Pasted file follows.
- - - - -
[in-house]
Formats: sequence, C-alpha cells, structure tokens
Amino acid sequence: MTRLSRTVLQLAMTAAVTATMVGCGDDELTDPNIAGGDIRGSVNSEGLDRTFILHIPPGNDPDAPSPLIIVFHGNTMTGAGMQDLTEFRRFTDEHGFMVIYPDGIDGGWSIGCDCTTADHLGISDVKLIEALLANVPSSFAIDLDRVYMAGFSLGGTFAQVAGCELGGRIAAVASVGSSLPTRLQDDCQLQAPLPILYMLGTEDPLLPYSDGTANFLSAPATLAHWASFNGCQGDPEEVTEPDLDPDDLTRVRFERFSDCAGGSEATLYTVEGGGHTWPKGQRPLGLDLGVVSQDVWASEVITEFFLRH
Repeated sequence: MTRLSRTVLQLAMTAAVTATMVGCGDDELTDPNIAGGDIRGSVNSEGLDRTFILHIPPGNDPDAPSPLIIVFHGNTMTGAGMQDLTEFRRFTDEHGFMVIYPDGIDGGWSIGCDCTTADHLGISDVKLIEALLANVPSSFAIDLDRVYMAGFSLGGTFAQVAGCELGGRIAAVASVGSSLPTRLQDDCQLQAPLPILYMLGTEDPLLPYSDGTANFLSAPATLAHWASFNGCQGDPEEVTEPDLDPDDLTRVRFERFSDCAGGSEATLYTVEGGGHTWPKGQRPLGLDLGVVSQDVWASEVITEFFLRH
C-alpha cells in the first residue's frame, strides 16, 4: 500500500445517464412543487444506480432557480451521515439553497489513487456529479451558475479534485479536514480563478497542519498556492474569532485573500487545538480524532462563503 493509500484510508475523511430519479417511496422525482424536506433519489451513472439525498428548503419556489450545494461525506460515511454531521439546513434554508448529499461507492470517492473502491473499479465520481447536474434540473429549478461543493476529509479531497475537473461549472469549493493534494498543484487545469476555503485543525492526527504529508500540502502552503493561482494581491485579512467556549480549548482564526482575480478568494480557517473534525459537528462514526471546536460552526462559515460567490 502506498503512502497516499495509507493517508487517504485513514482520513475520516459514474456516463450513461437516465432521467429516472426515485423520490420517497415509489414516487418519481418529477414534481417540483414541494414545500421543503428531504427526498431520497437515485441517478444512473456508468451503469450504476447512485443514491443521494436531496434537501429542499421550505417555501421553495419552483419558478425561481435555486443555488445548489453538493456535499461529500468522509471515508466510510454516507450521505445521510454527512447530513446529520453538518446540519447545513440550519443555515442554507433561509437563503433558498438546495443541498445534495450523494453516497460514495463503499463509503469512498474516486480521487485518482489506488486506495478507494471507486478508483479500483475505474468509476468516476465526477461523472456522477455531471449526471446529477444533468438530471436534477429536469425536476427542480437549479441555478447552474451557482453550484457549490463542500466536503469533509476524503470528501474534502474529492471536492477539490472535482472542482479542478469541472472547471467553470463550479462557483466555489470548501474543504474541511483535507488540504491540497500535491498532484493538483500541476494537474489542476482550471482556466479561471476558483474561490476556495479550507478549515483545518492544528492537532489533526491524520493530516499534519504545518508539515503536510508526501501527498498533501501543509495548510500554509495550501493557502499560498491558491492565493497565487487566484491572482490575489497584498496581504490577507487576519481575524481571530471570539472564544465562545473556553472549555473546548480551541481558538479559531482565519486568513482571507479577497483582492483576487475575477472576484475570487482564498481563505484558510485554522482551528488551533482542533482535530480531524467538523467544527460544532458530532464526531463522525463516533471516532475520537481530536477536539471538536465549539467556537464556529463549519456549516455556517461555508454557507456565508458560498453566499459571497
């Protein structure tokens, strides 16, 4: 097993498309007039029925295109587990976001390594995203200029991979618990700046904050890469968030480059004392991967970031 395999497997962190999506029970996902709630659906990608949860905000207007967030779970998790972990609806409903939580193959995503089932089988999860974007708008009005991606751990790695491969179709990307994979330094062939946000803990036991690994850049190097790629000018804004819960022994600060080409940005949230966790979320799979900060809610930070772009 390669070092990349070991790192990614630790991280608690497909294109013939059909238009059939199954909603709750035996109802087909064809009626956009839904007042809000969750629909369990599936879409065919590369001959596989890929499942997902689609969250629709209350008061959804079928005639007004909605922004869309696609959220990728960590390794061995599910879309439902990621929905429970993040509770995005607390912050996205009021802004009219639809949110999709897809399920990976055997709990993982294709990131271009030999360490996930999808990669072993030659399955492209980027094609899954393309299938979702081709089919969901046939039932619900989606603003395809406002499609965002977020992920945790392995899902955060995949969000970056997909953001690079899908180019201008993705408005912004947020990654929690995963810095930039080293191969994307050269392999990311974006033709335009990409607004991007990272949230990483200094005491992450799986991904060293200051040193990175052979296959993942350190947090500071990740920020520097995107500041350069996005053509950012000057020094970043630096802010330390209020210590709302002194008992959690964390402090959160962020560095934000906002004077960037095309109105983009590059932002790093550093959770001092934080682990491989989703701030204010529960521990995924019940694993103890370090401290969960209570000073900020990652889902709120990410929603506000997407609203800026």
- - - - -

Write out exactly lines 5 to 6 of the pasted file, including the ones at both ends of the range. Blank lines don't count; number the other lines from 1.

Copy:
C-alpha cells in the first residue's frame, strides 16, 4: 500500500445517464412543487444506480432557480451521515439553497489513487456529479451558475479534485479536514480563478497542519498556492474569532485573500487545538480524532462563503 493509500484510508475523511430519479417511496422525482424536506433519489451513472439525498428548503419556489450545494461525506460515511454531521439546513434554508448529499461507492470517492473502491473499479465520481447536474434540473429549478461543493476529509479531497475537473461549472469549493493534494498543484487545469476555503485543525492526527504529508500540502502552503493561482494581491485579512467556549480549548482564526482575480478568494480557517473534525459537528462514526471546536460552526462559515460567490 502506498503512502497516499495509507493517508487517504485513514482520513475520516459514474456516463450513461437516465432521467429516472426515485423520490420517497415509489414516487418519481418529477414534481417540483414541494414545500421543503428531504427526498431520497437515485441517478444512473456508468451503469450504476447512485443514491443521494436531496434537501429542499421550505417555501421553495419552483419558478425561481435555486443555488445548489453538493456535499461529500468522509471515508466510510454516507450521505445521510454527512447530513446529520453538518446540519447545513440550519443555515442554507433561509437563503433558498438546495443541498445534495450523494453516497460514495463503499463509503469512498474516486480521487485518482489506488486506495478507494471507486478508483479500483475505474468509476468516476465526477461523472456522477455531471449526471446529477444533468438530471436534477429536469425536476427542480437549479441555478447552474451557482453550484457549490463542500466536503469533509476524503470528501474534502474529492471536492477539490472535482472542482479542478469541472472547471467553470463550479462557483466555489470548501474543504474541511483535507488540504491540497500535491498532484493538483500541476494537474489542476482550471482556466479561471476558483474561490476556495479550507478549515483545518492544528492537532489533526491524520493530516499534519504545518508539515503536510508526501501527498498533501501543509495548510500554509495550501493557502499560498491558491492565493497565487487566484491572482490575489497584498496581504490577507487576519481575524481571530471570539472564544465562545473556553472549555473546548480551541481558538479559531482565519486568513482571507479577497483582492483576487475575477472576484475570487482564498481563505484558510485554522482551528488551533482542533482535530480531524467538523467544527460544532458530532464526531463522525463516533471516532475520537481530536477536539471538536465549539467556537464556529463549519456549516455556517461555508454557507456565508458560498453566499459571497
């Protein structure tokens, strides 16, 4: 097993498309007039029925295109587990976001390594995203200029991979618990700046904050890469968030480059004392991967970031 395999497997962190999506029970996902709630659906990608949860905000207007967030779970998790972990609806409903939580193959995503089932089988999860974007708008009005991606751990790695491969179709990307994979330094062939946000803990036991690994850049190097790629000018804004819960022994600060080409940005949230966790979320799979900060809610930070772009 390669070092990349070991790192990614630790991280608690497909294109013939059909238009059939199954909603709750035996109802087909064809009626956009839904007042809000969750629909369990599936879409065919590369001959596989890929499942997902689609969250629709209350008061959804079928005639007004909605922004869309696609959220990728960590390794061995599910879309439902990621929905429970993040509770995005607390912050996205009021802004009219639809949110999709897809399920990976055997709990993982294709990131271009030999360490996930999808990669072993030659399955492209980027094609899954393309299938979702081709089919969901046939039932619900989606603003395809406002499609965002977020992920945790392995899902955060995949969000970056997909953001690079899908180019201008993705408005912004947020990654929690995963810095930039080293191969994307050269392999990311974006033709335009990409607004991007990272949230990483200094005491992450799986991904060293200051040193990175052979296959993942350190947090500071990740920020520097995107500041350069996005053509950012000057020094970043630096802010330390209020210590709302002194008992959690964390402090959160962020560095934000906002004077960037095309109105983009590059932002790093550093959770001092934080682990491989989703701030204010529960521990995924019940694993103890370090401290969960209570000073900020990652889902709120990410929603506000997407609203800026």